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Re: [PATCH v3] getrandom system call wrapper [BZ #17252]

On Mon, 2016-09-12 at 09:25 +0200, Florian Weimer wrote:
> On 09/09/2016 05:23 PM, Torvald Riegel wrote:
> > On Fri, 2016-09-09 at 16:28 +0200, Florian Weimer wrote:
> >> On 09/09/2016 04:21 PM, Torvald Riegel wrote:
> >>> Can't we just let cancellation rot in its corner?
> >>
> >> No, we have many customers who use it (and this despite the fact that
> >> the current implementation has a critical race condition).
> >
> > Usage of it doesn't mean that it has to be the default.
> It's not used by default.  Something has to call pthread_cancel.

I do mean the other side.  That is, in all the code that may see a
cancellation request.

> > Have we made
> > other syscall wrappers cancellation points in the past (ie, syscalls
> > that don't already have a matching POSIX function that is specified to
> > be a cancellation point too)?
> I found open_by_handle.

OK, though that's much like open(), which is a cancellation point, so
making the syscall a cancellation point too would make sense.
The pseudo-RNG functions are not cancellation points.

> > I'm worried about people who just want to use the syscall but don't know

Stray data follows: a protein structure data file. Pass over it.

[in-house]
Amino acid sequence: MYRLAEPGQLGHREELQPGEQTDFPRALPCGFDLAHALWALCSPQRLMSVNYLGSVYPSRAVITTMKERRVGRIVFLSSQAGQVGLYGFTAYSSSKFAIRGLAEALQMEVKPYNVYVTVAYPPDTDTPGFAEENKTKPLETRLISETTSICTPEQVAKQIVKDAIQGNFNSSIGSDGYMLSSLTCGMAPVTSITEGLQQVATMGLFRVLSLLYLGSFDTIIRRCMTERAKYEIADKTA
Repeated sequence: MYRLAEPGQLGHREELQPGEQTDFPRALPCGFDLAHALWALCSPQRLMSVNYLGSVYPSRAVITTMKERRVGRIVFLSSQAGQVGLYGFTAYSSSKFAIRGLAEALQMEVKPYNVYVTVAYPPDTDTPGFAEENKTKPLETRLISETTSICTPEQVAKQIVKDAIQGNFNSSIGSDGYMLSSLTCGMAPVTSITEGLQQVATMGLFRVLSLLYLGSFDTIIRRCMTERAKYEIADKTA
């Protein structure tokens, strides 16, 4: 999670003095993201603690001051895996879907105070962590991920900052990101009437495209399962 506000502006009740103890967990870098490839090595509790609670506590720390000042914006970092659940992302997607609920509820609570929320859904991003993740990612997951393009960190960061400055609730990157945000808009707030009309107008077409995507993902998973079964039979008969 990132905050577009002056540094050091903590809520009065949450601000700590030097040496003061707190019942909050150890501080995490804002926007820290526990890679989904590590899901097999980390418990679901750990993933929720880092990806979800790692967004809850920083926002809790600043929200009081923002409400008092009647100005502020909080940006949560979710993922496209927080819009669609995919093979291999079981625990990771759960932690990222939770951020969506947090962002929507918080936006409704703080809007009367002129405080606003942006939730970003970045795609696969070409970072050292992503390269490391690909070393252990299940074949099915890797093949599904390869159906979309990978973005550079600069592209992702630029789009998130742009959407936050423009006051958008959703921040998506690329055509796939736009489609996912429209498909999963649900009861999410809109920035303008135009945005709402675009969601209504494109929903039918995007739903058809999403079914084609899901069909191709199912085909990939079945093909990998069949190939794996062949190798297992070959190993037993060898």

> > that much about POSIX cancellation.  They couldn't use the syscall
> > safely in a library without also being aware of POSIX cancellation, and
> > I'm concerned that they might just forget to disable cancellation around
> > the syscall, thus creating resource leaks, deadlocks (eg, cancellation
> > handler doesn't release locks), etc.  If this is primarily a Linux API
> > currently (ignoring the Solaris case for a while), then marrying it to
> > POSIX seems wrong.
> If we add getentropy, I suggest that it will not be a cancellation point 
> (even if it can still block indefinitely).

Can you elaborate on your reasoning?

> I looked at quite a few getrandom emulations using /dev/urandom, and not 
> one of them was cancellation-aware (it leaked the file descriptor on 
> cancellation, for example).  Based on that, I really doubt getrandom 
> would introduce an unexpected cancellation point that causes actual 
> problems.

Interesting, thanks.  That might be one interpretation of the situation
(ie, that users know that they don't have to worry about cancellation
requests concurrent or pending while getting a random number).
However, it might also mean that what I worry about is actually
realistic (ie, that user code should be cancellation-aware but isn't).

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